The Wall Street Journal reported Friday that the CIA is reining in the use of its drone program in Pakistan following objections from other agencies, particularly the State Department.
Among the changes: The State Department won greater sway in strike decisions; Pakistani leaders got advance notice about more operations; and the CIA agreed to suspend operations when Pakistani officials visit the US.
Drones are a delicate political issue in Pakistan, where the Pakistani government has long denied (and still denies) that US drone strikes are carried out with its permission. As Marc Ambinder and Jeffrey Goldberg write, US relations with Pakistan have deteriorated even further since the raid on the Pakistani city of Abbotabad in which Osama bin Laden was killed, and Pakistani citizens have grown even angrier about the fact that the US can bomb their country any time it wants. US officials, on the other hand, see the strikes as one of their only options for dealing with militants striking in Afghanistan from across the border, some of whom retain support from the Pakistani Inter-Services Intelligence agency.
There are basically two kinds of strikes the CIA carries out—strikes on specific targets and "signature strikes," which target groups of individuals the government suspects are militants. How does it know they're actually militants? It "tracks their movements and activities for hours or days before striking them." Which is to say, the CIA thinks it's getting the right people, but it doesn't always know for sure. And when asked, the government claims that the CIA almost never makes mistakes. White House Counterterrorism Adviser John Brennan said in June that there hadn't been "a single collateral death" from the drone program in almost a year.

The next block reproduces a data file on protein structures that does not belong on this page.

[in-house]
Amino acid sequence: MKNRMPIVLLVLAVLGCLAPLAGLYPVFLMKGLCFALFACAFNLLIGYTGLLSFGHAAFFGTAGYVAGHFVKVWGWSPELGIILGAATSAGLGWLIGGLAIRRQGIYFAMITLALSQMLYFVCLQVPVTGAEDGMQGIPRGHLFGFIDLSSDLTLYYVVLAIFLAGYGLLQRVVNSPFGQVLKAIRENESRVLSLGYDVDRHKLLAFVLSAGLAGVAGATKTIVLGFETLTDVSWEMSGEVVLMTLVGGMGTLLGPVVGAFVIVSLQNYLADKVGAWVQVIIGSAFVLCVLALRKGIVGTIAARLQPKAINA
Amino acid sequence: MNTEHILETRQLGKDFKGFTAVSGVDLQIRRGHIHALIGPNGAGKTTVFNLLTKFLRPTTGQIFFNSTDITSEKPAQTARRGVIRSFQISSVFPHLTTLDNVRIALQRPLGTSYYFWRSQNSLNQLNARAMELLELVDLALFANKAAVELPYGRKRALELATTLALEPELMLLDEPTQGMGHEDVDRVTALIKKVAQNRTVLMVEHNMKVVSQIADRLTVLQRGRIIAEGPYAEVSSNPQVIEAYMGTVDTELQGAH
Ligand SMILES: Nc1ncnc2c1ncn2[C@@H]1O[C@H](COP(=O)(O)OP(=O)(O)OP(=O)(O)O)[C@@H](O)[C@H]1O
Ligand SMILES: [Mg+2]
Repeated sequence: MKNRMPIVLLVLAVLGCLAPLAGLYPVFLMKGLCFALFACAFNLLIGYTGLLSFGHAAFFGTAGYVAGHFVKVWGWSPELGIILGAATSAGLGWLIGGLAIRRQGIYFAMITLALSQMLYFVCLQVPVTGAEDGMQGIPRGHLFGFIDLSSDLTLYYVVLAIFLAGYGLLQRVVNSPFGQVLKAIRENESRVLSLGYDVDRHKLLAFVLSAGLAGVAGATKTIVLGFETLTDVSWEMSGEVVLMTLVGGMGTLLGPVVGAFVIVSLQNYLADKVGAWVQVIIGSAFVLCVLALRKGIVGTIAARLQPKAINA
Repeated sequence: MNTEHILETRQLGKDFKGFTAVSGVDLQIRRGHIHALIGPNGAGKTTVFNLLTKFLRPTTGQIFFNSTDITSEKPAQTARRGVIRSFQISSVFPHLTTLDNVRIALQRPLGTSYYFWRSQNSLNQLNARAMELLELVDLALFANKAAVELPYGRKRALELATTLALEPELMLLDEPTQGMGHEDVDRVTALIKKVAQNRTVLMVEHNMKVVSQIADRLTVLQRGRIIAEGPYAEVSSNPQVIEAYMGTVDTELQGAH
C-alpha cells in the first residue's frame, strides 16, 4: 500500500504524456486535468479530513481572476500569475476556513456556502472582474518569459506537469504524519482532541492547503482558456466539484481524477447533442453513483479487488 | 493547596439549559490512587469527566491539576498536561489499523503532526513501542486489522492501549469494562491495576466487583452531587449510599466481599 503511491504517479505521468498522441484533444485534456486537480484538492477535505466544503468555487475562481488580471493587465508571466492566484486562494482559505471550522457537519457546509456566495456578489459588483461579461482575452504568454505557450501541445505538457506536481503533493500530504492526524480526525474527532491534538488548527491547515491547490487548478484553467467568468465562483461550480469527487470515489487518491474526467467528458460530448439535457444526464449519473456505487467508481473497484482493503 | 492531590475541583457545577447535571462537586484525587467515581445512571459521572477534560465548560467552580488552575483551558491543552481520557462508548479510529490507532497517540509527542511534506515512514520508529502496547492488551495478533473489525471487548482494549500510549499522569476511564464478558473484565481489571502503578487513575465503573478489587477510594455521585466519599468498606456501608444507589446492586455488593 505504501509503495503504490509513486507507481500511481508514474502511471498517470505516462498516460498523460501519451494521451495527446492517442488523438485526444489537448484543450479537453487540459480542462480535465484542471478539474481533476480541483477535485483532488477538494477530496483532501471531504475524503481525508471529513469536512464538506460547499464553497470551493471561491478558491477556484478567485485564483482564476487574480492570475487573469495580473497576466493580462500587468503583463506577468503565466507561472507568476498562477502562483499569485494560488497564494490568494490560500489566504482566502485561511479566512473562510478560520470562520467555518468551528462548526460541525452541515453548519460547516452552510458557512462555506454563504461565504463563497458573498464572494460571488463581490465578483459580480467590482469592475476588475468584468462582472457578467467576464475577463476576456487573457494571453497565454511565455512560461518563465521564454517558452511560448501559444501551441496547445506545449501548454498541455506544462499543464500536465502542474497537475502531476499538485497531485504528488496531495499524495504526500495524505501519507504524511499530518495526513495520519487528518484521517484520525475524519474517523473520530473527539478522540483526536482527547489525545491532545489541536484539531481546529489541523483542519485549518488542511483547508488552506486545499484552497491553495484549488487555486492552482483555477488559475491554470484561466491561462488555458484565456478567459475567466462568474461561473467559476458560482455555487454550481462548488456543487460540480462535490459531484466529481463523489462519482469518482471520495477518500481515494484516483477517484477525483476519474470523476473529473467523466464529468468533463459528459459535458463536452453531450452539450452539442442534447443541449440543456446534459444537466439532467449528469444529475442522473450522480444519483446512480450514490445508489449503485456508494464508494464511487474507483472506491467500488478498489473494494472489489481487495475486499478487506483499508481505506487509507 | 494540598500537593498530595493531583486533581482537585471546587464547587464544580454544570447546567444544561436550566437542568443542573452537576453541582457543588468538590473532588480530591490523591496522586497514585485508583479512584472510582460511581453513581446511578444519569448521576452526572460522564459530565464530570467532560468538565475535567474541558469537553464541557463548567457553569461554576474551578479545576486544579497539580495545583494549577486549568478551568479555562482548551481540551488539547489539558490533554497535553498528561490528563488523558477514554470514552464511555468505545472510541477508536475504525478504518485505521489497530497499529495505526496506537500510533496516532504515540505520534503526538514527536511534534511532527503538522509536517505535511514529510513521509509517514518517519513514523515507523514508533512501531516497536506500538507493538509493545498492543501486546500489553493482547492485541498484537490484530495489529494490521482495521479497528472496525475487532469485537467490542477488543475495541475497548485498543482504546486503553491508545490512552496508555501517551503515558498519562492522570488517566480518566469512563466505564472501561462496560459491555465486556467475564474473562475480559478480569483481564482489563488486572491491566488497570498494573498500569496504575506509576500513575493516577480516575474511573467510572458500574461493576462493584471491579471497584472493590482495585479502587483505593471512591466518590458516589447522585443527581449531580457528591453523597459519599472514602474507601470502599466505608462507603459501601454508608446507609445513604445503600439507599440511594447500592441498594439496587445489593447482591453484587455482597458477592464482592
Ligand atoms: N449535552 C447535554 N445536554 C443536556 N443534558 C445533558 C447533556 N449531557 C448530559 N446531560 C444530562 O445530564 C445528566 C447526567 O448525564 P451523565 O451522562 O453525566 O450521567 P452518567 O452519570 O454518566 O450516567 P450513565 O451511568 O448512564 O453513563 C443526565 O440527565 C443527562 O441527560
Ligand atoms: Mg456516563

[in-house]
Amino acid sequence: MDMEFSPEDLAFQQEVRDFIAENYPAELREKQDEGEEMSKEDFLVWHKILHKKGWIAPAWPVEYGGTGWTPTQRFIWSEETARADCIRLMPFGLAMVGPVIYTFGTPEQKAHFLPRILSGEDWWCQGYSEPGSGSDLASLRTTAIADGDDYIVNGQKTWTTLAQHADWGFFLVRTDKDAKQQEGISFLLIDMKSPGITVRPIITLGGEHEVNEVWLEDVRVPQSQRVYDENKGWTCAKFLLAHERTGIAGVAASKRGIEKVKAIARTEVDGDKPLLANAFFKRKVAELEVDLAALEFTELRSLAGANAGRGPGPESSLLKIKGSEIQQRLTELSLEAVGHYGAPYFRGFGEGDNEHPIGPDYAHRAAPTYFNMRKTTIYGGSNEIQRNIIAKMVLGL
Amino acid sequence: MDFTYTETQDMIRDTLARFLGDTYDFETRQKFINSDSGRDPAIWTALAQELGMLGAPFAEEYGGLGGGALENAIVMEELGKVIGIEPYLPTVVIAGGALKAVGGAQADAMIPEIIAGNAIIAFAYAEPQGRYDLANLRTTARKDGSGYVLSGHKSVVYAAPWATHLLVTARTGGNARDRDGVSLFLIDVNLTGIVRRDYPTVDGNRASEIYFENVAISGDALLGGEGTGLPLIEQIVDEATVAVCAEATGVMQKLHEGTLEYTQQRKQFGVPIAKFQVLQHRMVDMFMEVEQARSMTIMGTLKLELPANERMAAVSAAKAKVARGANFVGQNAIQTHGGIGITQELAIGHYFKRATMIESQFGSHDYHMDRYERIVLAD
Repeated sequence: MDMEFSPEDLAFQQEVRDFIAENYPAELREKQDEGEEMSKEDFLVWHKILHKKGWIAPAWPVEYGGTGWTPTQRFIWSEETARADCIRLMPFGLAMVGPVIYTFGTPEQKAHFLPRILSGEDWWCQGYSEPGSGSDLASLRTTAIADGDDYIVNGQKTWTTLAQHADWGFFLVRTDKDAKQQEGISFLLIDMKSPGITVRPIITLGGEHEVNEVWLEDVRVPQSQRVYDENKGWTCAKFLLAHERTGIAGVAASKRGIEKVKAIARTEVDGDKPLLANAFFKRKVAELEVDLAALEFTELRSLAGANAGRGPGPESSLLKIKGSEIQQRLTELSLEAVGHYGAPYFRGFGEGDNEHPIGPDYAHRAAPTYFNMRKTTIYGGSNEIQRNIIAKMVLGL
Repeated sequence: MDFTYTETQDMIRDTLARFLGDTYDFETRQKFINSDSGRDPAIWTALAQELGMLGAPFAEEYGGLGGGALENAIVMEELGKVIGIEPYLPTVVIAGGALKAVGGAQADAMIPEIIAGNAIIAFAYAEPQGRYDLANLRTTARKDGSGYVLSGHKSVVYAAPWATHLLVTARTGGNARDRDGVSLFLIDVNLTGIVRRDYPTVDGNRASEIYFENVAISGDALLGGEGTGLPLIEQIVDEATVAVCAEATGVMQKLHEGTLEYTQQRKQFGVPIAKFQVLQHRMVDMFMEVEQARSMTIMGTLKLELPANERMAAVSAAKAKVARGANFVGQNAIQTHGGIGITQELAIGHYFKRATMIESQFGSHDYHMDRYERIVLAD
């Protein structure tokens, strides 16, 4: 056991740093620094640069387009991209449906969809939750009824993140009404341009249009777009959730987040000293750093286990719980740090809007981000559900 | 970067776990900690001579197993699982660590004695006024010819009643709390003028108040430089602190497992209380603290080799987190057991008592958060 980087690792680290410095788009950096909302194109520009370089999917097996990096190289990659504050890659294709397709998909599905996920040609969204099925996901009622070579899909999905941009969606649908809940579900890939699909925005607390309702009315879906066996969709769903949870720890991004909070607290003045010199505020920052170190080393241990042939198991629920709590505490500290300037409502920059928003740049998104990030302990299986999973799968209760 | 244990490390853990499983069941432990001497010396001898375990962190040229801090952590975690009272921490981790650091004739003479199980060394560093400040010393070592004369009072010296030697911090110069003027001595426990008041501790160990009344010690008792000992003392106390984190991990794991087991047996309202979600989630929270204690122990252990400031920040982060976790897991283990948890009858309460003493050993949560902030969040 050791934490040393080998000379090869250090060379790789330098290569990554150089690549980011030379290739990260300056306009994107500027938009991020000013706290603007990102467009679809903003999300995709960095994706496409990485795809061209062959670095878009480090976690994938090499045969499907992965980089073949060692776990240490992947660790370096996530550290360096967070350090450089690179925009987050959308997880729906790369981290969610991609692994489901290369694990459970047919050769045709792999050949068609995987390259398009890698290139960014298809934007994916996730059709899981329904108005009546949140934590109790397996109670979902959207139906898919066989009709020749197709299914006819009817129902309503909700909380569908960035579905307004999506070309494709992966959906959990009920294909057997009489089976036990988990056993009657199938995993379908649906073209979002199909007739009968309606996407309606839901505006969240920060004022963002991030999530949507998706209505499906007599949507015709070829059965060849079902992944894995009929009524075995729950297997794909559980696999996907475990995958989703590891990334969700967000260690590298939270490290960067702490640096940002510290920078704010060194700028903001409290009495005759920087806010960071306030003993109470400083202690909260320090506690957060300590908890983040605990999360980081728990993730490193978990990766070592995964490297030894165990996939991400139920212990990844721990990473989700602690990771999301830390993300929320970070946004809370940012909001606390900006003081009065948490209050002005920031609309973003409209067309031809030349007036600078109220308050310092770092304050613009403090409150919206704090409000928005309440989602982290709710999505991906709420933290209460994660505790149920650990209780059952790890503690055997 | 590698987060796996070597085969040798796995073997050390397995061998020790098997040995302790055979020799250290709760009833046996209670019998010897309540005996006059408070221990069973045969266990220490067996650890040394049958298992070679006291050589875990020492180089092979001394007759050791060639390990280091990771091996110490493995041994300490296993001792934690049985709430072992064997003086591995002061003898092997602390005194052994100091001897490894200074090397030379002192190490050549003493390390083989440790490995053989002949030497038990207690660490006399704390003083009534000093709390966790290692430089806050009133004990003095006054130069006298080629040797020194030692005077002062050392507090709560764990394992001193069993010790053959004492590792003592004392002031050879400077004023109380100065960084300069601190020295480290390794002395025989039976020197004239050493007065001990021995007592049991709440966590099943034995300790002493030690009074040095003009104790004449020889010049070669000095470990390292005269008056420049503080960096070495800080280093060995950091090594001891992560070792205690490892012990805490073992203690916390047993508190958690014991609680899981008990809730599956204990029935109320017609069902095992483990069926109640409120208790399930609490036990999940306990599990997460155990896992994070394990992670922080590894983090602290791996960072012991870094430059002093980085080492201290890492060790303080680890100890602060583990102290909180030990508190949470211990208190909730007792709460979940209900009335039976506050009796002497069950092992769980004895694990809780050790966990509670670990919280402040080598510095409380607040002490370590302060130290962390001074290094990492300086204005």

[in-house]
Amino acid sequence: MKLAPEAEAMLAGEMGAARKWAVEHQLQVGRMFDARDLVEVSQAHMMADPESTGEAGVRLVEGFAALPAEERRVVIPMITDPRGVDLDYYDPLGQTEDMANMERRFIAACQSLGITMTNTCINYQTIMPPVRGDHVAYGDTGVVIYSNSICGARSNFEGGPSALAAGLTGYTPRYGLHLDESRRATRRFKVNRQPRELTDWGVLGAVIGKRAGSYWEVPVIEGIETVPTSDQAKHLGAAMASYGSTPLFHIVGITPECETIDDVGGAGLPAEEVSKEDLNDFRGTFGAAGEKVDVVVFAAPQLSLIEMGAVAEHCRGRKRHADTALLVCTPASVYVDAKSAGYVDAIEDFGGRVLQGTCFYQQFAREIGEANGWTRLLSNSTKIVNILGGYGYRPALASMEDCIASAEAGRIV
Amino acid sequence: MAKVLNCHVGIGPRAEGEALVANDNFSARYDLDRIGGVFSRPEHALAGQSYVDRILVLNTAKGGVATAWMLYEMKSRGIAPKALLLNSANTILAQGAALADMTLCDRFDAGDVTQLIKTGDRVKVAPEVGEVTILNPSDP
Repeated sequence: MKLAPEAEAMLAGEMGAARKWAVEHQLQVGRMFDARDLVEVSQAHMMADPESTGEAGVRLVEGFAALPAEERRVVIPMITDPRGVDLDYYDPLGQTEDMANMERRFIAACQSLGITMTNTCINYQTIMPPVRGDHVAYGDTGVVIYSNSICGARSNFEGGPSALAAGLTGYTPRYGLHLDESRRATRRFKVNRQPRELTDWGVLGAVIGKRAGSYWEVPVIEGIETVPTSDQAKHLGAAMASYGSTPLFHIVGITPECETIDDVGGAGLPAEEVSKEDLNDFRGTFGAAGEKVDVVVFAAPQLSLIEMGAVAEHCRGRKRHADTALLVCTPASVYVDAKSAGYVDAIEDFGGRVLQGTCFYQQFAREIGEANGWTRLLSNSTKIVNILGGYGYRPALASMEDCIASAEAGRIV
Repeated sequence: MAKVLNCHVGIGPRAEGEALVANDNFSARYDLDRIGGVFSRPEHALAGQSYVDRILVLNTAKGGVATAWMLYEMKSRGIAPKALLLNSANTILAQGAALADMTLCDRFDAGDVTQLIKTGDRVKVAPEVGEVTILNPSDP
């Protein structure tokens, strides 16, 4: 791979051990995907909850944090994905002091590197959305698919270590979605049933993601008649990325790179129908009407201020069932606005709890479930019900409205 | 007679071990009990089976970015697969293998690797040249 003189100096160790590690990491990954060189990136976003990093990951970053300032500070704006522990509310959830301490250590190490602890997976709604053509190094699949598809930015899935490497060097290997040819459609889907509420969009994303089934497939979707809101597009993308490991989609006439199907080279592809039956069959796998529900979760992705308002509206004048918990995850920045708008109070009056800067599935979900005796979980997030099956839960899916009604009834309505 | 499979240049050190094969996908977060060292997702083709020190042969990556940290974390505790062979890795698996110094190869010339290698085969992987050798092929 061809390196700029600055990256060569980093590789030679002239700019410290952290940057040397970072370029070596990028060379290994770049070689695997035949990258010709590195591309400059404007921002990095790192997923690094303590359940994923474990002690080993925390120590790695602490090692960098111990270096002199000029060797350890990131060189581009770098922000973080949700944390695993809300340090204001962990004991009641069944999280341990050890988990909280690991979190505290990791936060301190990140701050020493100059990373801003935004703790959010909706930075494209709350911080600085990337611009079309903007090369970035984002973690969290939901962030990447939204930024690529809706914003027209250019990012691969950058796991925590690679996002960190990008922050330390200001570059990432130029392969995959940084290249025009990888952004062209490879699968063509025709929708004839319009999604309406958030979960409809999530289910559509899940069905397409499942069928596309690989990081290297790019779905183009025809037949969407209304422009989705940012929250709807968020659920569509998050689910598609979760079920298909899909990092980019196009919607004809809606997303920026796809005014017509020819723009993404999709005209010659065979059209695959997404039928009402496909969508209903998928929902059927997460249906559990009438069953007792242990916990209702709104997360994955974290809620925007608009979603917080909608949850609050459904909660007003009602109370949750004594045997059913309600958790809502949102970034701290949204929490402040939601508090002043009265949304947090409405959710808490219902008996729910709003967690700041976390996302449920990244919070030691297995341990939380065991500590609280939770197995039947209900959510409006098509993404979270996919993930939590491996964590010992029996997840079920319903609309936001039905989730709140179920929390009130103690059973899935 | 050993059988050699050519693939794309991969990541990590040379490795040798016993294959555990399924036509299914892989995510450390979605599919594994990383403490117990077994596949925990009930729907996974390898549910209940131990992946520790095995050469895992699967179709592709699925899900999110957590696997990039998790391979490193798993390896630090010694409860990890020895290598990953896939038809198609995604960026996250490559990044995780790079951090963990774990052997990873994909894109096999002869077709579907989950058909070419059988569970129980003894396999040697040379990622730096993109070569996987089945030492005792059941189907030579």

Third-party evaluations of the drone program say otherwise. The Bureau of Investigative Journalism concluded in a report released in August that "at least 392 civilians" were among the estimated nearly 2,500 people killed in drone strikes since 2004. Then there's the first-hand experiences of Pakistanis who have lost family members as a result of drone strikes.
This isn't the first time the State Department has sought to rein in the vastly expanded use of drones against suspected terrorists since Obama took office. In September Charlie Savage reported that State Department Legal Adviser Harold Koh was embroiled in a dispute with Pentagon General Counsel Jeh Johnson over the standards for targeted killing in places like Somalia and Yemen, far away from the active zone of military combat in Afghanistan.
In its dispute with the CIA, though, State seems to have had a key ally in its argument that the drone program was harming the US' ability to convince Pakistan to help the US wind down the war in Afghanistan. According to the Wall Street Journal, the new head of the CIA, David Petraeus, "voiced caution against strikes on large groups of fighters."